The following is a column by Australian pro wrestling historian Kirk Beattie on making a Wrestling Observer Hall of Fame case for Bearcat Wright.
Bearcat Wright was born on 13 January 1932, making him just 21 years old in his first tour of Australia in 1953. Steve Yohe has compiled a great ring record for Bearcat showing his earliest match as 17 December 1951 whilst Bearcat was still competing as a professional boxer. Thus, Wright had just barely 18 months of experience when he made his Australian wrestling debut on 21 May 1953 and toured until the end of July that year. His name was acknowledged as Eddie Wright but he was generally billed as Bobo “Bearcat” Wright.
His professional boxing statistics credited him as being 6'5" inches tall, and 18 stone 6 pounds (258 pounds). In Australia, he was billed as 6'7" tall and 19 stone (266 pounds) in weight.
Australian newspaper articles in 1953 acknowledged Wright as “the biggest wrestler to visit Australia”, possessing an “abnormal reach of 87 inches”, being “remarkably fast for a big man” and “in perfect condition and strong in proportion to his great weight”. It was noted that Bearcat would turn heads as he walked down main streets as he “dwarfed” the average Australian of the time.
Other newspaper reports were that Wright had “a chest measurement of 50 inches”, wore “size 13 shoes and “6 ½ yards of cloth are required to make him a suit”.
It was published that Bearcat was formerly a professional heavyweight boxer who “in August 1951 was named in The Ring (magazine) as prospect of the month”. Wright’s pro boxing record was embellished from actually winning all of his eight professional boxing contests - 5 by knockout – to having “had 37 fights for 35 wins”. Bearcat was quoted as saying he “would like to fight Kevin Brady, heavyweight (boxing) champion of Australia.”
A gimmick at some of his matches was that “all ladies attending the wrestling will receive a free picture” of him.
The Debut Tour
Technically, all of Bearcat’s 1953 Australian matches were main events as back then, shows were headlined by a wrestling match featuring overseas stars supported by preliminary matches with local wrestlers and/or boxing bouts. At Sydney Stadium, the undercard contained two matches featuring local wrestlers plus boxing bouts. At Leichhardt Stadium (in suburban Sydney), the undercard contained three matches featuring local wrestlers plus boxing bouts, whilst the undercards at West Melbourne Stadium, Brisbane Stadium and Newcastle Stadium contained only boxing bouts.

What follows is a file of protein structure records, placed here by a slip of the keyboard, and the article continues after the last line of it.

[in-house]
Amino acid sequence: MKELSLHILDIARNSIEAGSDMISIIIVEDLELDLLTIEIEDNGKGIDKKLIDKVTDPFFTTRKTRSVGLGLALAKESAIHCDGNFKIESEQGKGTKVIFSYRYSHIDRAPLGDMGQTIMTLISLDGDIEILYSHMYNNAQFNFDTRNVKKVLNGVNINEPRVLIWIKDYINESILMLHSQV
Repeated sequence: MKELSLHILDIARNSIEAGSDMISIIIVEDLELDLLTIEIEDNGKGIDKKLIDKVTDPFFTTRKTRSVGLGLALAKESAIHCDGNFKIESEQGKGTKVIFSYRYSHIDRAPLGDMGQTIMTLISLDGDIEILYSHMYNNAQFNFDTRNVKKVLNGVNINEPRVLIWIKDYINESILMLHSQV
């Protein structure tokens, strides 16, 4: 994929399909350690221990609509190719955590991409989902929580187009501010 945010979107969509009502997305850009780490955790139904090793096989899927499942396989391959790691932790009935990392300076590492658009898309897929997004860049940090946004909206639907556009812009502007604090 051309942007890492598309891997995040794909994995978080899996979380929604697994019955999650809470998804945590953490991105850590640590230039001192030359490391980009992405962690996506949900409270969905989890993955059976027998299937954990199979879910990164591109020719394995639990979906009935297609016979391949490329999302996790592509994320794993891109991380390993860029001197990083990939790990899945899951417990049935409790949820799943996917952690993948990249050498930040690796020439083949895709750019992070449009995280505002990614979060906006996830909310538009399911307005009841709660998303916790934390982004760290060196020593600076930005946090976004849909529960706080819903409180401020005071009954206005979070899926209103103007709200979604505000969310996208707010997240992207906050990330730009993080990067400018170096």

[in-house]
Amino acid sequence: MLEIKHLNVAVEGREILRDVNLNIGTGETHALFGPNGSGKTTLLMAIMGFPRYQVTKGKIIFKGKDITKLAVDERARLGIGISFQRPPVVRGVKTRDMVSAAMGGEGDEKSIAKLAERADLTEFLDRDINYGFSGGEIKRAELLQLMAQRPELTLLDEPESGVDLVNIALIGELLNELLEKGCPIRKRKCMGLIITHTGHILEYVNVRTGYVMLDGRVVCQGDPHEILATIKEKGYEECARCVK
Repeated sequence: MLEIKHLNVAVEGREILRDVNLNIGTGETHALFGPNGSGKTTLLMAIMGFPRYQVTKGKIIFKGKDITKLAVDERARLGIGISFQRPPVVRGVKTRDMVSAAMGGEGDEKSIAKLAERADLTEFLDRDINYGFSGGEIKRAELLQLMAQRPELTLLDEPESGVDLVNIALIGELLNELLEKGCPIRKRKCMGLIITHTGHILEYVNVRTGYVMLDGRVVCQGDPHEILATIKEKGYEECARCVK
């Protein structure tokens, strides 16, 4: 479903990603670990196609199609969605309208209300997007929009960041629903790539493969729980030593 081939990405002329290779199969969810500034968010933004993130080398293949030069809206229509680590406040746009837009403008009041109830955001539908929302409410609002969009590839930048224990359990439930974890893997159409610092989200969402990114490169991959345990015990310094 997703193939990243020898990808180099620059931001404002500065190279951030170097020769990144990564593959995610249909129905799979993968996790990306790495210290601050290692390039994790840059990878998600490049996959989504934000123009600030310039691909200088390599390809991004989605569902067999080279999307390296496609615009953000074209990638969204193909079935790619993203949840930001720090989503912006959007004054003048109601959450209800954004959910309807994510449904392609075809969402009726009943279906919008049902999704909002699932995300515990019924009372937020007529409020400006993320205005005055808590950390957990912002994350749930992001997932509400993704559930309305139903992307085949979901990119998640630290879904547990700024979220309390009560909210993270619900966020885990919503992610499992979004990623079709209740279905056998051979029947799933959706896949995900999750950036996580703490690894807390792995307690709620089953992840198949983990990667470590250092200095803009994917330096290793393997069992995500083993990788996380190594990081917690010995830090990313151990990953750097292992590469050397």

On rare occasions, there would be two matches featuring overseas wrestlers. Of course, by these standards, all overseas wrestlers wrestled only main event matches.
Overseas wrestlers working in Australia during Wright’s campaign were Chief Little Wolf, Pat McGill, Johnny Moochy, Pierre La Salle (Eddie Auger – uncle of Johnny and Jacques Rougeau), Mario De Souza, and Nick Kapitan.
Here's the results of his 1953 run in Australia.
The Second Tour
Wright’s second tour of Australia was in July to September 1966 for the World Championship Wrestling promotion of Jim Barnett and Johnny Doyle. In typical pro wrestling manner, Bearcat was then billed as 6'9" and 20 stone (280 pounds).
He was nicknamed “the world’s most spectacular wrestler” due largely for his ability to deliver dropkicks, flying head scissors and somersault splashes despite being as such a huge man, and “the Houdini of the mat” for his smooth escapes from opponents’ holds.
Australian newspaper articles of the day proclaimed Bearcat as “a giant” who “dwarfs his opponents not only in physique but also in skill, speed and showmanship.”
Wright debuted in 1966 with great fanfare, wrestling in special event matches directly before the main events in capital cities and major towns throughout Australia. After a week Down Under, Bearcat was headlining World Championship Wrestling events. After two weeks, he teamed with Mark Lewin to win the International Wrestling Alliance (IWA) World Tag Team Titles from Skull Murphy & Brute Bernard. After five weeks, Bearcat defeated Skull Murphy to become the IWA World Champion.
At one stage, Wright held both the IWA World Championship and the IWA World Tag Team Title simultaneously.
On this tour, Bearcat had great matches against Professor Tanaka, Skull Murphy, Brute Bernard, Bob “the Bruiser” Baker (Larry Hulin aka Bobby “Hercules” Graham), Mitsu Arakawa, Mark Lewin, Dan Miller and the masked Destroyer (John Hill aka Guy Mitchell).
Here's a complete rundown of Wright's 1963 run in Australia.